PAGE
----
This paper extends previous discussions of corporate character and corporate virtues. By drawing particularly on the work of Alasdair MacIntyre, it offers a perspective on context-dependent categories of the virtues. It then provides a philosophically grounded framework which enables a discussion of which virtues are required for business organizations to qualify as virtuous. It offers a preliminary taxonomy of such corporate virtues and provides a revised definition of corporate character.
    Direct download (6 more)  
     
    Export citation  
     
    Bookmark   15 citations  
  • Applying Stories of the Environment to Business: What Business People Can Learn From the Virtues in Environmental Narratives.David Dawson - 2005 - Journal of Business Ethics 58 (1-3):37-49.
    . The use of narrative to communicate and convey particular points of view in society has increasingly become the focus of academic attention in recent years. In particular, MacIntyre. (1985, 1988, 1990, 1999) has paid attention to the role of narrative in the conflict between different traditions when developing his virtue approach to ethics. Whilst there has been continued debate about the application of virtue approaches, some arguing that it is incompatible with business, I disagree and have already argued for (...)
    Direct download (6 more)  
     
    Export citation  
     
    Bookmark   6 citations  
  • Towards Enforceable Bans on Illicit Businesses: From Moral Relativism to Human Rights.Edmund F. Byrne - 2014 - Journal of Business Ethics 119 (1):119-130.
    Many scholars and activists favor banning illicit businesses, especially given that such businesses constitute a large part of the global economy. But these businesses are commonly operated as if they are subject only to the ethical norms their management chooses to recognize, and as a result they sometimes harm innocent people. This can happen in part because there are no effective legal constraints on illicit businesses, and in part because it seems theoretically impossible to dispose definitively of arguments that support (...)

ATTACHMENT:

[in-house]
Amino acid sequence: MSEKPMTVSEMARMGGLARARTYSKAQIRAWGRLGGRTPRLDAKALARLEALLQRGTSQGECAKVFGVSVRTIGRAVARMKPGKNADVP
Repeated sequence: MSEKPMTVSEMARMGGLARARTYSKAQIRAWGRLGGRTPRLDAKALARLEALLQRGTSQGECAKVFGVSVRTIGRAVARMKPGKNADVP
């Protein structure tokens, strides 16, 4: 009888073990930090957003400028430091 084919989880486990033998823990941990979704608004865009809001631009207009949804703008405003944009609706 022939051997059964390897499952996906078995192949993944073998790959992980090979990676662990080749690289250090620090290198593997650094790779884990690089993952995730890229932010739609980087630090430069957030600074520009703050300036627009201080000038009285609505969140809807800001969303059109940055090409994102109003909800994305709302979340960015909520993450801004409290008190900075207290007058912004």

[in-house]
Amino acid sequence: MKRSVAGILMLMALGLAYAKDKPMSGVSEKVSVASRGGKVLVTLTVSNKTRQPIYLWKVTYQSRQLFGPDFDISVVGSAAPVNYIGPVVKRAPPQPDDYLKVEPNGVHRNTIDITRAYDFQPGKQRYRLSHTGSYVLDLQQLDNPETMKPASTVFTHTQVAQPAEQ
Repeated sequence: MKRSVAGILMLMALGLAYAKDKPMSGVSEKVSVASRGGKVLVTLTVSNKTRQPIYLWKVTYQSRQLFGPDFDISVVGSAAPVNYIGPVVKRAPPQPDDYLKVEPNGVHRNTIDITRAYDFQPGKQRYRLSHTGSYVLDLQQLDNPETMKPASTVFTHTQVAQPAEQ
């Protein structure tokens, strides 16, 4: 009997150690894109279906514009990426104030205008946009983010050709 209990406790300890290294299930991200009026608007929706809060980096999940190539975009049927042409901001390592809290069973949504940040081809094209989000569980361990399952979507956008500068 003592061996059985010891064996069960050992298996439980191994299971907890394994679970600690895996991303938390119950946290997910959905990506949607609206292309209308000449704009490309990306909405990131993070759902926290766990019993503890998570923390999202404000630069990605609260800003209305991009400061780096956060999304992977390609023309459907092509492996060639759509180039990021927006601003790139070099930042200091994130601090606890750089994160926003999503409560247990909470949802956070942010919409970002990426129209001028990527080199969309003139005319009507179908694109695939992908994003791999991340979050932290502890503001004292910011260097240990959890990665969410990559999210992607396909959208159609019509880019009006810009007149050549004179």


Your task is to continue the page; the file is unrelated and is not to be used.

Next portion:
Direct download (4 more)  
     
    Export citation  
     
    Bookmark   1 citation  
  • Christian Bioethics, Secular Bioethics, and the Claim to Cultural Authority.D. Solomon - 2005 - Christian Bioethics 11 (3):349-359.
    Though the papers in this volume for the most part address the question, “What is Christian about Christian Bioethics”, this paper addresses instead a closely related question, “How would a Christian approach to bioethics differ from the kind of secular academic bioethics that has emerged as such an important field in the contemporary university?” While it is generally assumed that a secular bioethics rooted in moral philosophy will be more culturally authoritative than an approach to bioethics grounded in the contingent (...)
    Direct download (7 more)  
     
    Export citation  
     
    Bookmark   1 citation  
  • Years of Moral Epistemology: A Bibliography.Laura Donohue & Walter Sinnott-Armstrong - 1991 - Southern Journal of Philosophy 29 (S1):217-229.
    No categories
    Direct download (4 more)  
     
    Export citation  
     
    Bookmark  
  • On Universalism: Communitarians, Rorty, and “Liberal Metaphysicians”.Andrew Jason Cohen - 2000 - Southern Journal of Philosophy 38 (1):39-75.
    It is often claimed that liberalism is falsely and perniciously universalist. I take this charge seriously, exploring three positions: the communitarians’, Rorty’s, and that of “comprehensive” liberalism. After explaining why universalism is thought impossible, I examine the communitarian view that value is determined within communities and argue that it results in a form of relativism that is unacceptable. I next discuss Richard Rorty’s liberal acceptance of “conventionalism” and explain how, despite his rejection of universalism, Rorty remains a liberal. I then (...)